Three chemicals are used, ammonia, hydrogen gas, and water. At room temperature ammonia is normally a gas that has a boiling point of -33°C, however, the absorption cooling system is pressurized to the point that the ammonia is held in a liquid state at room temperature.
The evaporator part of the absorption cooling system contains the hydrogen, which lowers the partial pressure of the ammonia, so that not all of the pressure is being exerted by ammonia. The hydrogen is used to fill space created by pressure as the rest of the system, but is not ammonia. The boiling point of the ammonia is now lowered so that it will now boil below room temperature, as though if is wasn't under the pressure of the absorption system. When the ammonia boils, it removes some of the heat from the evaporator, thus producing the desired cool temperature.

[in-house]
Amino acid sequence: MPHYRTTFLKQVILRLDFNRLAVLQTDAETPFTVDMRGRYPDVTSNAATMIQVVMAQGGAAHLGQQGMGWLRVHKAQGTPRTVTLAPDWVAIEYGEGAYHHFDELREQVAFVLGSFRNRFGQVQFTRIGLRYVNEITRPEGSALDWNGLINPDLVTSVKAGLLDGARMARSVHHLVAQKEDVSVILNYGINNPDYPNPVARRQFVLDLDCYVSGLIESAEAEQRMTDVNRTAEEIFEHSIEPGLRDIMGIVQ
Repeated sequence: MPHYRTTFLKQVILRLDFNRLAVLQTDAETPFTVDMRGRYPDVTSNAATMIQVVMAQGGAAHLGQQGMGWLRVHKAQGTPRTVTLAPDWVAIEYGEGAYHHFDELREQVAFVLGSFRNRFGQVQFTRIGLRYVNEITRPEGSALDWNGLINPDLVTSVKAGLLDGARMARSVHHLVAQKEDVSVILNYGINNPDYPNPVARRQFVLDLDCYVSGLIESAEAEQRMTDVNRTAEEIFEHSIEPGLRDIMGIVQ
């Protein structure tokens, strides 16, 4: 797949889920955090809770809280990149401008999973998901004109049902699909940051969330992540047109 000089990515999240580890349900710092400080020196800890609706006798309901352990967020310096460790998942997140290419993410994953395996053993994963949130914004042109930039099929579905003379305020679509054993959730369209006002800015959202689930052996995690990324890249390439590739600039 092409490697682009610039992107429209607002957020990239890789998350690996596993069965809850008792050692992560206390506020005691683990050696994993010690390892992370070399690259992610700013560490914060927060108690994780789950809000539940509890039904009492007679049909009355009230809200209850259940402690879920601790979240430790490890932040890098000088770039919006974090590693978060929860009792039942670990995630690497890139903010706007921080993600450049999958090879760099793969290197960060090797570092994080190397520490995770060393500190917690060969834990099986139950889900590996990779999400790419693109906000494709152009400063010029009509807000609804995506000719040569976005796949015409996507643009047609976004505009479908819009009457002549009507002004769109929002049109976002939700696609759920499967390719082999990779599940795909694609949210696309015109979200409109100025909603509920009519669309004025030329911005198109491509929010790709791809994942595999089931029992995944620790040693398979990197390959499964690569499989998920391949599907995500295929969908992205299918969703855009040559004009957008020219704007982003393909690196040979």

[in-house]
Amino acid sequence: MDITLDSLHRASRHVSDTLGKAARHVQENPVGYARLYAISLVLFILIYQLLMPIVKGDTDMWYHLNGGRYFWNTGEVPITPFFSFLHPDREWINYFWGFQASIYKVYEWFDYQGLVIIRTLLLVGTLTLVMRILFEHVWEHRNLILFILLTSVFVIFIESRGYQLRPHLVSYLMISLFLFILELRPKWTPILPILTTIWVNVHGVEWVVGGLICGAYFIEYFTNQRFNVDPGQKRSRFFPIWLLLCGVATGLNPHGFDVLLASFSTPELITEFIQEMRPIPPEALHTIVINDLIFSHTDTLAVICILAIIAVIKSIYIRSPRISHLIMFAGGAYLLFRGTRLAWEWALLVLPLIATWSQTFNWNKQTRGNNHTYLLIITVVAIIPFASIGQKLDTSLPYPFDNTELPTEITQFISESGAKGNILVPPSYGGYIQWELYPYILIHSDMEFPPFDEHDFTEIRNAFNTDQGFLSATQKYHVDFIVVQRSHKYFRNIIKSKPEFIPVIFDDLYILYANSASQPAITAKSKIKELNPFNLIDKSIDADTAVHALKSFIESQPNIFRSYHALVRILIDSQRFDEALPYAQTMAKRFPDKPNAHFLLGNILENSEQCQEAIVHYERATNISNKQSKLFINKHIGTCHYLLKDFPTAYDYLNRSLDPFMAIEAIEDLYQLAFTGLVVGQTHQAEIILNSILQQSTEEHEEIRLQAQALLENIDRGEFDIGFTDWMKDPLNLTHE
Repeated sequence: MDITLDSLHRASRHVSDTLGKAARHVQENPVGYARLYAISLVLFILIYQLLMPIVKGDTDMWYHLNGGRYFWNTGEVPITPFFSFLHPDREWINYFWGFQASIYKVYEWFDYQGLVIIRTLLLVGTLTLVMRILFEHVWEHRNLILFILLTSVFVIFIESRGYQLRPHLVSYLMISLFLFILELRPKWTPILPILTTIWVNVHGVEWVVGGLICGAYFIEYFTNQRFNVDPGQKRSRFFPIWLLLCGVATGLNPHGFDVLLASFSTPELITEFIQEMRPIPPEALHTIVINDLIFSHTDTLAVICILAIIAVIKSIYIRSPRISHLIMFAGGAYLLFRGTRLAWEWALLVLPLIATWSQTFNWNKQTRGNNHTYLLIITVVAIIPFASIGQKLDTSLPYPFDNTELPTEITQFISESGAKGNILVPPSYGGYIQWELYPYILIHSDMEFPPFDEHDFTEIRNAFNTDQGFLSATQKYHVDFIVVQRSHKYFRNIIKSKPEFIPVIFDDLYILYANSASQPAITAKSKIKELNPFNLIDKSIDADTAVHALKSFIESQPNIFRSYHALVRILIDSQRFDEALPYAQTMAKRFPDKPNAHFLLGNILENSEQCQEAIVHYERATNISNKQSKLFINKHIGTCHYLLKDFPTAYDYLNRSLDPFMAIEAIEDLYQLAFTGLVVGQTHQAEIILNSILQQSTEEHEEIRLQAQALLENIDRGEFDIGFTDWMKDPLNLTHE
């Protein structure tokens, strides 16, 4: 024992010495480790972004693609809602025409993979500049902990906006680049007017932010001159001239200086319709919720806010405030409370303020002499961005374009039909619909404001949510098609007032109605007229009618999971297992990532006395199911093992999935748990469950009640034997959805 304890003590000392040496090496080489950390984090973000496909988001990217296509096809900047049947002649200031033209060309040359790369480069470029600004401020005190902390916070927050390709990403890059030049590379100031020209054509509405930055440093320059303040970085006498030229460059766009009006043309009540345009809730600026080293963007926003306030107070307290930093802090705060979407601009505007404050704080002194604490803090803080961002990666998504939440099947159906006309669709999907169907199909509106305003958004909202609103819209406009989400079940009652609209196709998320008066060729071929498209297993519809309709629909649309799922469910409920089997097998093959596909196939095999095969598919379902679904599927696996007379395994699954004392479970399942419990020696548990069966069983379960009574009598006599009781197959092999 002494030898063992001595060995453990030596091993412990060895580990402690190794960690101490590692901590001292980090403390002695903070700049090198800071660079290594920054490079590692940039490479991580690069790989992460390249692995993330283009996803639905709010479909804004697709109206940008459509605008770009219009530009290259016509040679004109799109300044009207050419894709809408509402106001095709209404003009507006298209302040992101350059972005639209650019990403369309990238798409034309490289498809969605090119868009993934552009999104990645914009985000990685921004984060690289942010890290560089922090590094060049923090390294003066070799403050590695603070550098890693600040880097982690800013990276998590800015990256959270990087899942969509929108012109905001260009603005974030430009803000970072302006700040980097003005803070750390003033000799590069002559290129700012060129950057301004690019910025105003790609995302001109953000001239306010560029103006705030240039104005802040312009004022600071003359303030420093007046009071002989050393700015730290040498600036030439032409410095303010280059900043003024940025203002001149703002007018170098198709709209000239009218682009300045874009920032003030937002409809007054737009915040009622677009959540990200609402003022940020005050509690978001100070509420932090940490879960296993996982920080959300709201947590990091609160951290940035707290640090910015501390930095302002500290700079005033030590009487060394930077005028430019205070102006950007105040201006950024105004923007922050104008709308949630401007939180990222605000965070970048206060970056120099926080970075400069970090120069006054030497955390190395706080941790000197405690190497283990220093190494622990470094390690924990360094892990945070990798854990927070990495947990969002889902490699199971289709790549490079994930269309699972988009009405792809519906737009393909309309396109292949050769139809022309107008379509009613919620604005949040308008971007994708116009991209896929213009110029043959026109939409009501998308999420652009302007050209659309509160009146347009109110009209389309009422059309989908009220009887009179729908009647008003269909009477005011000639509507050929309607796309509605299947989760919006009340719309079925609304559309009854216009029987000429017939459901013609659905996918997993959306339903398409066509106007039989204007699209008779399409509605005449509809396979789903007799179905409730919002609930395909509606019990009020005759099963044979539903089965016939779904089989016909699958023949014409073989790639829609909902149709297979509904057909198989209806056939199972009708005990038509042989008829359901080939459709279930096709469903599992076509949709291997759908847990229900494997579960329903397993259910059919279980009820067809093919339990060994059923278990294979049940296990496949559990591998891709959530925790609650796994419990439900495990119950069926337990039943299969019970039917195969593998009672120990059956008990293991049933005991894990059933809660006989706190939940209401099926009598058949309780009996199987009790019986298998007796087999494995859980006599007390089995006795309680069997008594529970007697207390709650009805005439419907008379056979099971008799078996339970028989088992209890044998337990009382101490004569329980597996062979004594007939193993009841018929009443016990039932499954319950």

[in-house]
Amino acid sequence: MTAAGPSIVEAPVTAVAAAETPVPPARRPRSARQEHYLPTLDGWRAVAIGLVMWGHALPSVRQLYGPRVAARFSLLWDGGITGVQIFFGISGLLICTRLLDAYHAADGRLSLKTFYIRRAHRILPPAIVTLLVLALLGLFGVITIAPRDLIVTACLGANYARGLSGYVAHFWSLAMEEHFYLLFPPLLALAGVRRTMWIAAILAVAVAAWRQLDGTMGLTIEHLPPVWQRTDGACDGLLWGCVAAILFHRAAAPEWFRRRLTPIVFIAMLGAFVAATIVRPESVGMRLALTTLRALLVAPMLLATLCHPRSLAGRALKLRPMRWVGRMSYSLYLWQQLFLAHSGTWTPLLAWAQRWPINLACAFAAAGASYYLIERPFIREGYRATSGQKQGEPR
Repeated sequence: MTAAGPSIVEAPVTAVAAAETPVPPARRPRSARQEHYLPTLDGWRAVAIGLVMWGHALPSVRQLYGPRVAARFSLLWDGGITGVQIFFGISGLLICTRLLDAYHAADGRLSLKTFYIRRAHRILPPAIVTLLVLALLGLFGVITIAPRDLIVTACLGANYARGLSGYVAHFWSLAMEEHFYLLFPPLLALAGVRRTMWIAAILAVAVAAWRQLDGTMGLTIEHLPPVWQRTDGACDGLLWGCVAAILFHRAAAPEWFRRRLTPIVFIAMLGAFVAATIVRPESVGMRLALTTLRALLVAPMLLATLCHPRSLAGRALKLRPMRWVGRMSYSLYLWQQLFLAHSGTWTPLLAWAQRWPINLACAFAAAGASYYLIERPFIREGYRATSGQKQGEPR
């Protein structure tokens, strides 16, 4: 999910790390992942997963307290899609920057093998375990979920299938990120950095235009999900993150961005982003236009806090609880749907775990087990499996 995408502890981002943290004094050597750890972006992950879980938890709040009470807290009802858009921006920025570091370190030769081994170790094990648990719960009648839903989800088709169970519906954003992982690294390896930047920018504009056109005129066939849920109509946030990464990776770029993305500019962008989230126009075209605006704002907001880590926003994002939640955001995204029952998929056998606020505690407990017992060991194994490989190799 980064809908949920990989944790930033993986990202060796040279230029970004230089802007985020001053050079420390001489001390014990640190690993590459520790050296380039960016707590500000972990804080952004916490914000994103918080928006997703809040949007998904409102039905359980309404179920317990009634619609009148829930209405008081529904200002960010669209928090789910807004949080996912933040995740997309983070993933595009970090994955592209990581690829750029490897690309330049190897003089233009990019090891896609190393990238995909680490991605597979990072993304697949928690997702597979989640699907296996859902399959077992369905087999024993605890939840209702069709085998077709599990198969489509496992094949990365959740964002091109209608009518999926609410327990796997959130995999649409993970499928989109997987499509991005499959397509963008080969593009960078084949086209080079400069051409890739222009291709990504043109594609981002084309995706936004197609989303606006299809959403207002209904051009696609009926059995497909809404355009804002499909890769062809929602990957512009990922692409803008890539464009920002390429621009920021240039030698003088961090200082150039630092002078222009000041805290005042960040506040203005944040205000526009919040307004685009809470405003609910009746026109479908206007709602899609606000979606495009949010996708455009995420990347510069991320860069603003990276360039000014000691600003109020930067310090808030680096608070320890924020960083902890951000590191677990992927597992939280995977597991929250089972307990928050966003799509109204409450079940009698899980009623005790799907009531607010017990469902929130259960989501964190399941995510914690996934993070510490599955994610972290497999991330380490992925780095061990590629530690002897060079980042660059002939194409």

The next process is known as the absorption phase and is the separation of the ammonia from the hydrogen then transforms the gas ammonia back into its liquid state. Separating the hydrogen is relatively simple as ammonia readily mixes with water whereas hydrogen does not. The gases flow into the absorber, which is a cascade of tubes where the mixture of gases flows while water drips from mixing with the gases and separating the hydrogen from the ammonia.
At this point, it's now necessary to separate the ammonia from the water. This is achieved by heating the ammonia water mixture until the ammonia evaporates out. This phase is known as the generator. The water is then circulated back through the absorption phase.
The next phase of the process is known as the condenser and is where a heat exchanger cools the ammonia gas to room temperature, reverting back into a liquid state because of the pressure and the absents of hydrogen. The condensed ammonia is now suitable as a refrigerant and the process starts over.